So of course I was willing to forgive a lot of "Pankh", despite the fact that this was the only good review I read about it, just because it dared to bring surrealism into Bollywood just like Meenaxi brought post-modernism. But this post is not about the virtues of the movie, nor is it a review. This post is about its tagline: "The Unbearable Lightness of Being".
Borrowed from Milan Kundera's best-known novel, Pankh's tagline must be trying to tell us something, so I set out to find what connects the two pieces of art that couldn't be any more different. And I will make this analysis a little anti-climactic by warning you from the get-go that I don't really see what the connection is, if it even existed. But as I was digging deeper and deeper for meaning, I was surprised to find many shared themes, though the approach is miles apart.
This was one of the themes that surprised me by appearing in both the movie and the novel in completely different get-ups. In Kundera's novel it plays a central part in the doctor's life because of a misinterpreted essay that he writes "comparing" communists with Oedipus. Without going into details, the most important point that the book makes is that Oedipus may not have been guilty of the sins he commits, but he still owns up to his actions and punishes himself as if he had been aware of what was happening all along. Who, if not ourselves, is really responsible for our destiny, Kundera makes us wonder.
In Pankh, the theme comes about in a more clinical way, in the form of a dominating, alcoholic mother that Jerry has a love-hate relationship with. She has shaped his destiny from early childhood, and continues to do so, even when Jerry rebels. And just like Kundera we wonder again: who is in control of Jerry's destiny? Is it his mother? Is it his muse? Is it himself? Or is it some higher power? And when the movie ends, can we say that he also, like Oedipus, took his destiny into his own hands? Or did he shift the blame back on his mother?
Funnily enough, the most blatant similarity between the book and the movie comes from the two gender-confused characters: Jerry, a boy forced to play a girl's roles in Bollywood movies during his entire childhood, and Karenin, the dog. Both are forced to exist as the opposite sex for reasons that in the long run turn out to have no weight or reasonable justification. But while the dog Karenin assumes his/her new identity with no repercussions, Jerry's life is forever scarred by this.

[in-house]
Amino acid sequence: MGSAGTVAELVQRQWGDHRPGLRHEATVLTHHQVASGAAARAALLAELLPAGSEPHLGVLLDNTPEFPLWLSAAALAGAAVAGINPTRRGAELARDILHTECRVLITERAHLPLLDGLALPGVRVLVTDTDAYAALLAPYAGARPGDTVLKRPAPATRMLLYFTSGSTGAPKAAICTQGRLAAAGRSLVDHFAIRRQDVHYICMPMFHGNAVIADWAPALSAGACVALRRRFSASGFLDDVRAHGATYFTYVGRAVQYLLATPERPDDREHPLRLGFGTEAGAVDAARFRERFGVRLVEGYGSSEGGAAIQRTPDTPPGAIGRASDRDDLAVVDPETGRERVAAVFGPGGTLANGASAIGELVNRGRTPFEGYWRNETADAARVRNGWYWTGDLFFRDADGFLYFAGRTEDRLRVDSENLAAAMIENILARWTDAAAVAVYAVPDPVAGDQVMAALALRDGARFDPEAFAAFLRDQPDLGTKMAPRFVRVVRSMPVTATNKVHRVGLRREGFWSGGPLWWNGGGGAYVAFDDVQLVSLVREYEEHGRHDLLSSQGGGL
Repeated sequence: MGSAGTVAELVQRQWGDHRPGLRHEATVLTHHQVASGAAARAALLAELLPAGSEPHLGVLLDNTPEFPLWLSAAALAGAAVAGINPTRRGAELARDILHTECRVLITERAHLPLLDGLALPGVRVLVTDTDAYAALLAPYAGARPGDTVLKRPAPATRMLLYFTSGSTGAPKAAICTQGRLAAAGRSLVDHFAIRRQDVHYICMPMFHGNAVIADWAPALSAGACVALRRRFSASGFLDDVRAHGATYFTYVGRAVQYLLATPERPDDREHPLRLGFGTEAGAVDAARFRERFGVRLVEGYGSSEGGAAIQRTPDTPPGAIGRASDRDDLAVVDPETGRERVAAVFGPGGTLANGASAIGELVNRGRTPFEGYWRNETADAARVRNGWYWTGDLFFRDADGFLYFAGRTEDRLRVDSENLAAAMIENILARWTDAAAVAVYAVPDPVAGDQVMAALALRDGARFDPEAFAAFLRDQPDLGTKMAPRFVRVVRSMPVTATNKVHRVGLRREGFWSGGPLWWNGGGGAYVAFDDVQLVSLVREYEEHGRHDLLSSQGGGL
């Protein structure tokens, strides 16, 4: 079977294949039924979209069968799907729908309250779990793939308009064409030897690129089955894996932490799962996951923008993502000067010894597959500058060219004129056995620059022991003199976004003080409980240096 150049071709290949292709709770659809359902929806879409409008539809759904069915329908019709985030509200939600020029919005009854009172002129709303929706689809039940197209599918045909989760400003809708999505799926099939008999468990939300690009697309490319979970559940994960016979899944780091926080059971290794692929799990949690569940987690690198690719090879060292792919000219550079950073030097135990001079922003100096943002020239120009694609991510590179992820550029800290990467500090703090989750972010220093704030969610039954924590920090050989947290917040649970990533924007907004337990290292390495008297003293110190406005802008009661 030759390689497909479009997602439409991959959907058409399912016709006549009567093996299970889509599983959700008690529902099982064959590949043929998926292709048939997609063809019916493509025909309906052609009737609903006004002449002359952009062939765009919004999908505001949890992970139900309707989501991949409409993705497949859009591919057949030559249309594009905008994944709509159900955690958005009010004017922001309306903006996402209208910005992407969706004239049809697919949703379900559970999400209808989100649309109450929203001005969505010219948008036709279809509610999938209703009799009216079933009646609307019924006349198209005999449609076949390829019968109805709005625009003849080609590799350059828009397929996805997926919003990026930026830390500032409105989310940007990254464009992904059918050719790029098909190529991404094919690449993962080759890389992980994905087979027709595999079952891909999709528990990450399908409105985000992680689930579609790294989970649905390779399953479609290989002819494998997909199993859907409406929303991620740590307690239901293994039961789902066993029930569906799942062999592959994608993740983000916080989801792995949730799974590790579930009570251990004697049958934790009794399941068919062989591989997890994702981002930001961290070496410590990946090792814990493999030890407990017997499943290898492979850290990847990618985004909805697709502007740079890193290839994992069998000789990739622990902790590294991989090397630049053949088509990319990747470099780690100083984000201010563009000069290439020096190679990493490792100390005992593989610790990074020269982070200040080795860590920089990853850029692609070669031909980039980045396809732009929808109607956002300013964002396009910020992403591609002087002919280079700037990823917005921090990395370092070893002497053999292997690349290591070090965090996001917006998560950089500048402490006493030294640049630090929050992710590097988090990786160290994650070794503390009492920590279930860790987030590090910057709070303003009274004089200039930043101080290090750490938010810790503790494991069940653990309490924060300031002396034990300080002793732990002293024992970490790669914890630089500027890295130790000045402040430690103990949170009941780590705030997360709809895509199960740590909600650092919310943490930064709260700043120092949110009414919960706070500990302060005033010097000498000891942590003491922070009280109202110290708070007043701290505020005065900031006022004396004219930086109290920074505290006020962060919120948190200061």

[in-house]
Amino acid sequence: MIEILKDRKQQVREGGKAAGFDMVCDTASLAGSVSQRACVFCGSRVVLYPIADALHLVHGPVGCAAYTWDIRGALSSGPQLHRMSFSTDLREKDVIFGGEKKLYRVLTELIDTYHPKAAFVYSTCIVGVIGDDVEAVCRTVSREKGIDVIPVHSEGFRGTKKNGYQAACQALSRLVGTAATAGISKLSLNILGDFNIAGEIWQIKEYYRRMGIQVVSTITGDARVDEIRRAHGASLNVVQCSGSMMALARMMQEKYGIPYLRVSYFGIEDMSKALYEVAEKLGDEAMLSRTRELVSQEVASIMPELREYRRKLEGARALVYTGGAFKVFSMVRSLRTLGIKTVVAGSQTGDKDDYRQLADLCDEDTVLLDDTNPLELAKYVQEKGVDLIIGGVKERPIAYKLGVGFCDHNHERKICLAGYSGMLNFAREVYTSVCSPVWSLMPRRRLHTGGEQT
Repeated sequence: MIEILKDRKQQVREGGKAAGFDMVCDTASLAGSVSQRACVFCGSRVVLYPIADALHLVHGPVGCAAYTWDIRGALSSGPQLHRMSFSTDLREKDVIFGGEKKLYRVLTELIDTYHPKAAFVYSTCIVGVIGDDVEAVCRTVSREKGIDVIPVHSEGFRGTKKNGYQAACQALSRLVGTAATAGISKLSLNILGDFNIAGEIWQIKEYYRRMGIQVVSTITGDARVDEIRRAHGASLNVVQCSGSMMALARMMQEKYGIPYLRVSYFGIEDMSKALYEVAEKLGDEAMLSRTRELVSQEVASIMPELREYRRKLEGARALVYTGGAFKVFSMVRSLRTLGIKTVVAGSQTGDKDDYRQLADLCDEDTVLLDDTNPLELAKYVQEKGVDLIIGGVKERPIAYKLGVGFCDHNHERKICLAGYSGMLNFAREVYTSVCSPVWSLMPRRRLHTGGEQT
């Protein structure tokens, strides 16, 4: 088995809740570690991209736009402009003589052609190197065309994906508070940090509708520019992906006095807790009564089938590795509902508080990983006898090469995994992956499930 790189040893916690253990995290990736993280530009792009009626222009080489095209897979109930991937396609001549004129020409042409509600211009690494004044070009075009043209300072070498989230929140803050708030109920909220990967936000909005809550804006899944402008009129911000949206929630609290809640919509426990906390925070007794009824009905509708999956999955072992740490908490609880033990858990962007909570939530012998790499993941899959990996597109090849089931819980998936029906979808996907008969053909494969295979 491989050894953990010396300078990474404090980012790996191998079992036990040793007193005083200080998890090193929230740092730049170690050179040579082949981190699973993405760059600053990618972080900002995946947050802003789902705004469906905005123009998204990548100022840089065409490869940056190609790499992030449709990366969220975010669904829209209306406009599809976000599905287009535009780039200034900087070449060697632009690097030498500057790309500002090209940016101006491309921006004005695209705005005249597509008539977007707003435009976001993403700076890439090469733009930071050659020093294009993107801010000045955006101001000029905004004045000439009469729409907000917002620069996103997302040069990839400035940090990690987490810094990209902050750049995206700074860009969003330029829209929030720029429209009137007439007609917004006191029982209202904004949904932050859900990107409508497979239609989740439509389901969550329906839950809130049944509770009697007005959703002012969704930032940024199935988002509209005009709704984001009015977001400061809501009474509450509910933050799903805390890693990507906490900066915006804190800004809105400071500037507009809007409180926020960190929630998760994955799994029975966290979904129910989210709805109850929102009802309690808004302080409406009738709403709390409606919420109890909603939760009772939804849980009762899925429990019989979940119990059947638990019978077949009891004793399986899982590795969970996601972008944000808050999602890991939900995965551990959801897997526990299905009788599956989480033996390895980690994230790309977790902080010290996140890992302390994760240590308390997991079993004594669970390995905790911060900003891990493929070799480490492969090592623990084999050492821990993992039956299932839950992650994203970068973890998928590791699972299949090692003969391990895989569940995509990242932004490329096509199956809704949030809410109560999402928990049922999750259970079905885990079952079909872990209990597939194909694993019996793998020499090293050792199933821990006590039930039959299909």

WEIGHT AND LIGHTNESS
Similarly Jerry wills himself weightless, wishes for wings to fly out of his own life, and refuses to acknowledge any mark he may make or may have made on the world. Fame and talent, he thinks, are not important, and his acting is irrelevant. Do his actions in the end give his life any weight? Probably not, and again, ironically, the only thing that will be left of him after his death will be the films he had made as young baby Kusum, a legacy he spends his entire adolescence trying to refuse.
EINMAL IST KEINMAL
This is another point where the movie differs from the book, at first sight, because we know that the abuse that Jerry goes through in his childhood is not an einmal type of situation. In fact, the movie being inspired by real life, we know it has happened to other children as well. Could it then be the type of event that Kundera would deem too heavy a burden for the world if it were to reoccur eternally? Or, since it is a truth so obscure, so little known, and so meaningless to the history of the world, isn't it safer to assume that no, it carries no weight after all, even if it were to happen again and again and again?
THE UNBEARABLE LIGHTNESS OF BEING?
Other parallels can be drawn between the characters of the book and those of the movie, the philosophy of the book and the events in the movie, but everything that brings the two together, also seems to set them far apart. As I stumble in the dark still looking for that one convincing argument, I have to wonder: did I miss something?